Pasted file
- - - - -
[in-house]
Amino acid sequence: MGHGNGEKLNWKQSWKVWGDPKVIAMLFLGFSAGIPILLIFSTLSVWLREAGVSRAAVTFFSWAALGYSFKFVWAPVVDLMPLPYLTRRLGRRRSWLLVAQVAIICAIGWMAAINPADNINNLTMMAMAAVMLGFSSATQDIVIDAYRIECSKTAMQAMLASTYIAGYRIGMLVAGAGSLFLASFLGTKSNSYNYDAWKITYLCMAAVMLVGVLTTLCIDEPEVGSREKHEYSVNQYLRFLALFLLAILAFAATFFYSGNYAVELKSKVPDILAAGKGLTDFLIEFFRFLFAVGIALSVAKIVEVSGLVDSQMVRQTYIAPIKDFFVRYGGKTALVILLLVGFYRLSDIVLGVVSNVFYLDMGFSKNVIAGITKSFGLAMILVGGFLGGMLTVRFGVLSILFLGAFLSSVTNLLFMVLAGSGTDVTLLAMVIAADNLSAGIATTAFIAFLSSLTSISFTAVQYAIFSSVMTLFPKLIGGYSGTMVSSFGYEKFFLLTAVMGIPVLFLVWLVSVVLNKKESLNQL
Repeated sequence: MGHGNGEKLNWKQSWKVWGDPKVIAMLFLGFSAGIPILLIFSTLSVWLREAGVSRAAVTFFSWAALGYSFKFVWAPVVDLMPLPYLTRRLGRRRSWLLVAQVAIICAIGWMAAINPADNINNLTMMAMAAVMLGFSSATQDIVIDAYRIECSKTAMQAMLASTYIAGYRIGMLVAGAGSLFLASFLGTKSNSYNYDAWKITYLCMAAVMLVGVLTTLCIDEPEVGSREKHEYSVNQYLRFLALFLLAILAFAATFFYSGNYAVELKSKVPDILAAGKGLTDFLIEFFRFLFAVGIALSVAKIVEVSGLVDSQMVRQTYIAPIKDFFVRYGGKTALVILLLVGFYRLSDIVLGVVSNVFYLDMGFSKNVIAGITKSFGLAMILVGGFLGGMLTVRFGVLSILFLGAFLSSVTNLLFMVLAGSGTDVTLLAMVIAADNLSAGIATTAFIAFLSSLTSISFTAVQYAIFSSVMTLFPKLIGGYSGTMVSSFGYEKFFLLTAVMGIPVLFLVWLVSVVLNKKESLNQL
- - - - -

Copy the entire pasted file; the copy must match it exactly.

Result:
[in-house]
Amino acid sequence: MGHGNGEKLNWKQSWKVWGDPKVIAMLFLGFSAGIPILLIFSTLSVWLREAGVSRAAVTFFSWAALGYSFKFVWAPVVDLMPLPYLTRRLGRRRSWLLVAQVAIICAIGWMAAINPADNINNLTMMAMAAVMLGFSSATQDIVIDAYRIECSKTAMQAMLASTYIAGYRIGMLVAGAGSLFLASFLGTKSNSYNYDAWKITYLCMAAVMLVGVLTTLCIDEPEVGSREKHEYSVNQYLRFLALFLLAILAFAATFFYSGNYAVELKSKVPDILAAGKGLTDFLIEFFRFLFAVGIALSVAKIVEVSGLVDSQMVRQTYIAPIKDFFVRYGGKTALVILLLVGFYRLSDIVLGVVSNVFYLDMGFSKNVIAGITKSFGLAMILVGGFLGGMLTVRFGVLSILFLGAFLSSVTNLLFMVLAGSGTDVTLLAMVIAADNLSAGIATTAFIAFLSSLTSISFTAVQYAIFSSVMTLFPKLIGGYSGTMVSSFGYEKFFLLTAVMGIPVLFLVWLVSVVLNKKESLNQL
Repeated sequence: MGHGNGEKLNWKQSWKVWGDPKVIAMLFLGFSAGIPILLIFSTLSVWLREAGVSRAAVTFFSWAALGYSFKFVWAPVVDLMPLPYLTRRLGRRRSWLLVAQVAIICAIGWMAAINPADNINNLTMMAMAAVMLGFSSATQDIVIDAYRIECSKTAMQAMLASTYIAGYRIGMLVAGAGSLFLASFLGTKSNSYNYDAWKITYLCMAAVMLVGVLTTLCIDEPEVGSREKHEYSVNQYLRFLALFLLAILAFAATFFYSGNYAVELKSKVPDILAAGKGLTDFLIEFFRFLFAVGIALSVAKIVEVSGLVDSQMVRQTYIAPIKDFFVRYGGKTALVILLLVGFYRLSDIVLGVVSNVFYLDMGFSKNVIAGITKSFGLAMILVGGFLGGMLTVRFGVLSILFLGAFLSSVTNLLFMVLAGSGTDVTLLAMVIAADNLSAGIATTAFIAFLSSLTSISFTAVQYAIFSSVMTLFPKLIGGYSGTMVSSFGYEKFFLLTAVMGIPVLFLVWLVSVVLNKKESLNQL